For an induction motor, reducing the voltage might help but surely there's a limit because if the voltage is too low the current drawn will increase and slip will also increase giving reduced efficiency.
 

alphacat

New Member
You're right.
Well, I'm looking for any informative document that would help me understand how can I design/build a circuit (that proabably consists of numerous models) that will reduce the motor's voltage to the minimal value it can work with.
 

tcmtech

Banned
Most Helpful Member
I've played around with active power control a number of times. With induction motors there is a simple limit to what you can shave off power wise.

If you had a 1000 watt rated motor with a 80% efficiency (1250 watts actual input for 1000 watts output) on a big fan that took an actual 800 watts of mechanical effort to spin your motor would be putting out the 800 watts of mechanical energy with a input power around 1000 watts.
It could however have the input voltage reduced slightly so the input power plus internal losses just gave 800 watts of usable mechanical power. You could possibly see a 975 watt input at that point.
There is a energy savings but its small however.

Now if you had the same 1000 watt motor powering a stamping press that took an average of 100 watts of mechanical power after the flywheel was up to speed you could power the motor at far lower voltage once everything was up to operating speed.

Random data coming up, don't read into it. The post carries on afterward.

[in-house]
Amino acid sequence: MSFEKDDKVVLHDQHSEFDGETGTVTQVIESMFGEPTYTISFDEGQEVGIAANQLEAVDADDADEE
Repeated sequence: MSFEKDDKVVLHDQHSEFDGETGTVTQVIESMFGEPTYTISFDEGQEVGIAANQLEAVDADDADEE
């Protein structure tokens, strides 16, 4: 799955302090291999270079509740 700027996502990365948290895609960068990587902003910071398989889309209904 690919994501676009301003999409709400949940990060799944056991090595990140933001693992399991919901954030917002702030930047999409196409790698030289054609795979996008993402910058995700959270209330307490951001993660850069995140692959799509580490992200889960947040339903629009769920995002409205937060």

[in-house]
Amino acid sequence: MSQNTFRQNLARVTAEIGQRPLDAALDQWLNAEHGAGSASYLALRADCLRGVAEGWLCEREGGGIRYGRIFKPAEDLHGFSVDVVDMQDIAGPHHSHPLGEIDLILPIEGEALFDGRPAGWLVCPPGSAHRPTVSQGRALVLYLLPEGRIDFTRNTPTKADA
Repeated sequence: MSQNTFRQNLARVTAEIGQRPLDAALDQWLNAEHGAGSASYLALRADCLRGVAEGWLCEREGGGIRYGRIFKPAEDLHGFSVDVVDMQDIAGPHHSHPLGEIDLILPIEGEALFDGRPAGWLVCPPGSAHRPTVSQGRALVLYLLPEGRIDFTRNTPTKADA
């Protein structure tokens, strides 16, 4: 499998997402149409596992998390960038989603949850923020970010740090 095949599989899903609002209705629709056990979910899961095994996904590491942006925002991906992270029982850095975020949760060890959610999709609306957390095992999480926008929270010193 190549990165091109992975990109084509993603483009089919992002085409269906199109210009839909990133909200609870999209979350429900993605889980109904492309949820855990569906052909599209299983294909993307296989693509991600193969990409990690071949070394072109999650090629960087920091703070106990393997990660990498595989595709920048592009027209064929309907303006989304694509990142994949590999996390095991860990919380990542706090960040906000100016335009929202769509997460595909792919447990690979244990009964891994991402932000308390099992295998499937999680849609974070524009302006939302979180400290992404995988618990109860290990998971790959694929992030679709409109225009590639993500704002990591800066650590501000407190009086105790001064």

At that point it could be possible that the motor only needs 40% of its normal voltage to maintain the 100 watt average power output. That may equate to a 50% energy savings simply because the internal losses at 40% of full voltage are much smaller. Its input could be more like 150 watts at 30 percent of normal voltage.

The motor efficiency may only be 66% instead of its 80% average. But at line voltage level it could be 300 watts input or 33% efficient.
Zero mechanical load on a 1000 watt motor is 0% efficient and it could likely still be drawing 150 watts anyway.

Electric motors have a natural lower input power limit. At that point a small mechanical load can be placed on them and not even have a line load change.

In the first example you had a few percent energy reduction but only saved 25 watts actual power.
In the second example you had a 50% energy reduction but only saved 150 watts. Both scenarios dictate the energy savings is small enough that the control system needed would take an incredible amount of run time to cost justify even if it was reasonably cheap.
Energy saved factored as avoided cost Vs the system cost simply makes it a very long active running time before cost avoidance break even occurs.
Spending $200 on a system that may take tens of thousands of running hours (years) to pay for itself is not cost effective if the device is some thing that has limited daily or seasonal use. (tens of decades before actual break even).
 
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alphacat

New Member
Thank you very very much for this detailed post :)

I probably should say what i dont want to build this kind of device for profit targets, I'm very into energy saving and really want to build such device.

You seem to have quite knowledge about it.
Could you refer me to some note i can start off with?
 

tcmtech

Banned
Most Helpful Member
I have one of the original Wattmizer devices. They are what the newer designs are based on. They use the same control and power circuits but just add more display stuff and changed the box it was in.

I have seen several threads here relating to power saver devices. I wish I had a schematic for one.

I found schematics years ago that were from the original inventor once. It was some super engineer at NASA. It was on the NASA website in some side link to some of the unique things the engineers had created in their spare time.
I've never seen it sense.